Instability of expanded CAG/CAA repeats in spinocerebellar ataxia type 17

Eur J Hum Genet. 2008 Feb;16(2):215-22. doi: 10.1038/sj.ejhg.5201954. Epub 2007 Nov 28.


Trinucleotide repeat expansions are dynamic mutations causing many neurological disorders, and their instability is influenced by multiple factors. Repeat configuration seems particularly important, and pure repeats are thought to be more unstable than interrupted repeats. But direct evidence is still lacking. Here, we presented strong support for this hypothesis from our studies on spinocerebellar ataxia type 17 (SCA17). SCA17 is a typical polyglutamine disease caused by CAG repeat expansion in TBP (TATA binding protein), and is unique in that the pure expanded polyglutamine tract is coded by either a simple configuration with long stretches of pure CAGs or a complex configuration containing CAA interruptions. By small pool PCR (SP-PCR) analysis of blood DNA from SCA17 patients of distinct racial backgrounds, we quantitatively assessed the instability of these two types of expanded alleles coding similar length of polyglutamine expansion. Mutation frequency in patients harboring pure CAG repeats is 2-3 folds of those with CAA interruptions. Interestingly, the pure CAG repeats showed both expansion and deletion while the interrupted repeats exhibited mostly deletion at a significantly lower frequency. These data strongly suggest that repeat configuration is a critical determinant for instability, and CAA interruptions might serve as a limiting element for further expansion of CAG repeats in SCA17 locus, suggesting a molecular basis for lack of anticipation in SCA17 families with interrupted CAG expansion.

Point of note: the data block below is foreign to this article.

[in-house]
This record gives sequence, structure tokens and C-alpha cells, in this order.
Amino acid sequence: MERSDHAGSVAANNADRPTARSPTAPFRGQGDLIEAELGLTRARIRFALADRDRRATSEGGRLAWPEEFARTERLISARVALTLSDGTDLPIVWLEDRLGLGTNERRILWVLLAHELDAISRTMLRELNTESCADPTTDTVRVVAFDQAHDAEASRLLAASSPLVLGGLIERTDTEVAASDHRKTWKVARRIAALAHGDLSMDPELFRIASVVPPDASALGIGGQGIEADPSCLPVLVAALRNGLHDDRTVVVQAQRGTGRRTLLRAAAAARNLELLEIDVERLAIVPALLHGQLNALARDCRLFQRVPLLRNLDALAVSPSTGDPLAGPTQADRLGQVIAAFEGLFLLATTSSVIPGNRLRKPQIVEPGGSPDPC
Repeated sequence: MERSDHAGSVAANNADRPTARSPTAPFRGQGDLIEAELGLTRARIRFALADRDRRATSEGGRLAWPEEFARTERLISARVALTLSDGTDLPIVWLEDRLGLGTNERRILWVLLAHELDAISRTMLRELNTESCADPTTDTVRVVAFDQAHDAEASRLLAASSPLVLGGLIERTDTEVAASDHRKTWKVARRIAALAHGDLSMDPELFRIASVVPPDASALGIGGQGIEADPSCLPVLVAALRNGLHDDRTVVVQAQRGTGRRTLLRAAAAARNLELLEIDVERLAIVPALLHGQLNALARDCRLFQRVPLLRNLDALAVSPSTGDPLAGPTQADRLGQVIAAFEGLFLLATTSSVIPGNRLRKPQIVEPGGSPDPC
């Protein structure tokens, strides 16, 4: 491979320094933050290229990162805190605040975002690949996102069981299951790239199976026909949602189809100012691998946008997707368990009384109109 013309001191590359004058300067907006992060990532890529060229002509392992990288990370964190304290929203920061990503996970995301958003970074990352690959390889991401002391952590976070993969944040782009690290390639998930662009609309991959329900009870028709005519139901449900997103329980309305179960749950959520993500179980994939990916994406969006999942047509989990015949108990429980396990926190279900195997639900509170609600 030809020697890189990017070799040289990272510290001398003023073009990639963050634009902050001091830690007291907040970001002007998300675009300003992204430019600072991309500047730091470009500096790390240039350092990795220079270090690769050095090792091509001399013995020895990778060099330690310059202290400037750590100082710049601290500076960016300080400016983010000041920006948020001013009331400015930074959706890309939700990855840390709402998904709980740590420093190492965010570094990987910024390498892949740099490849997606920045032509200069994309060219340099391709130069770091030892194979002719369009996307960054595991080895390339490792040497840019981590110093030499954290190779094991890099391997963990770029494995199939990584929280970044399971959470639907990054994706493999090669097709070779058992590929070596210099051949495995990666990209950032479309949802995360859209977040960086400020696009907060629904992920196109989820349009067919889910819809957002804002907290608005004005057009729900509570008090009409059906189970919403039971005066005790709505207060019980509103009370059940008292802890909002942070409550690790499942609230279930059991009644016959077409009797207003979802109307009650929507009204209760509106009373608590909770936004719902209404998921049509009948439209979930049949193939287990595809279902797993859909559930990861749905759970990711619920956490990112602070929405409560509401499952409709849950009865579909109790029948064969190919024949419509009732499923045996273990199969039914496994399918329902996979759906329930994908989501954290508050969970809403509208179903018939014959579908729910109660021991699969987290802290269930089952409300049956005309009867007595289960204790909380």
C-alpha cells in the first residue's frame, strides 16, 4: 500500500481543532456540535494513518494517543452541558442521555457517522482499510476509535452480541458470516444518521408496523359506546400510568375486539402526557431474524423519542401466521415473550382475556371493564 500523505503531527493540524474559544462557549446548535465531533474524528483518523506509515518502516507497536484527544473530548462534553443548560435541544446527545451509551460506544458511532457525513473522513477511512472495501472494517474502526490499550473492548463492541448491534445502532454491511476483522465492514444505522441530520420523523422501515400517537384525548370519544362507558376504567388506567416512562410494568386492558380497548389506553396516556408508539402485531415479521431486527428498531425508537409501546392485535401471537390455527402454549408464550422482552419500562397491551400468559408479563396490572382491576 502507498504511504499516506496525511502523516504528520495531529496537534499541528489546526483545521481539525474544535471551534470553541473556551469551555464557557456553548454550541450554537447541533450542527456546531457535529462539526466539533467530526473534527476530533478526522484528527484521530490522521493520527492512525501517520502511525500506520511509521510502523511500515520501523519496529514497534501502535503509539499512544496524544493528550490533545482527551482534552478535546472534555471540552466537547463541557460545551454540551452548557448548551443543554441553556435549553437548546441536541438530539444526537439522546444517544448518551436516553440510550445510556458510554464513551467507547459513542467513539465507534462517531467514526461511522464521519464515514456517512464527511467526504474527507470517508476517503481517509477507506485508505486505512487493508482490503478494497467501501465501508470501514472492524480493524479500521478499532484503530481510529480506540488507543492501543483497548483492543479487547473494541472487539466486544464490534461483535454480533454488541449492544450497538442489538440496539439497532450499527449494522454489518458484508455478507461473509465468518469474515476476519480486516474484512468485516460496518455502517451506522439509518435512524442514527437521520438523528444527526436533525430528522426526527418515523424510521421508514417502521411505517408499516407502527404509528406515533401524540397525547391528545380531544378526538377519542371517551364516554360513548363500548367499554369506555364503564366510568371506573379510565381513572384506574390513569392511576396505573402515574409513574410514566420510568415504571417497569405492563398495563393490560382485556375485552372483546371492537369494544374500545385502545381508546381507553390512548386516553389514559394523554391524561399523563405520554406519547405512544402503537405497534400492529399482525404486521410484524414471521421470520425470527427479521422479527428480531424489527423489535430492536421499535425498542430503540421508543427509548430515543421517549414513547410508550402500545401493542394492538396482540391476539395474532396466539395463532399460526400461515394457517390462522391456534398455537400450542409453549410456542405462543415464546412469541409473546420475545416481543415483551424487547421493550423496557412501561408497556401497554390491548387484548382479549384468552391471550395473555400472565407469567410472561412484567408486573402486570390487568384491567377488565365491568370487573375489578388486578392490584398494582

Publication types

  • Research Support, N.I.H., Extramural

MeSH terms

  • Adult
  • Female
  • Genomic Instability*
  • Humans
  • Male
  • Middle Aged
  • Spinocerebellar Ataxias / classification
  • Spinocerebellar Ataxias / genetics*
  • TATA-Box Binding Protein / genetics
  • Trinucleotide Repeat Expansion / genetics*


  • TATA-Box Binding Protein
  • TBP protein, human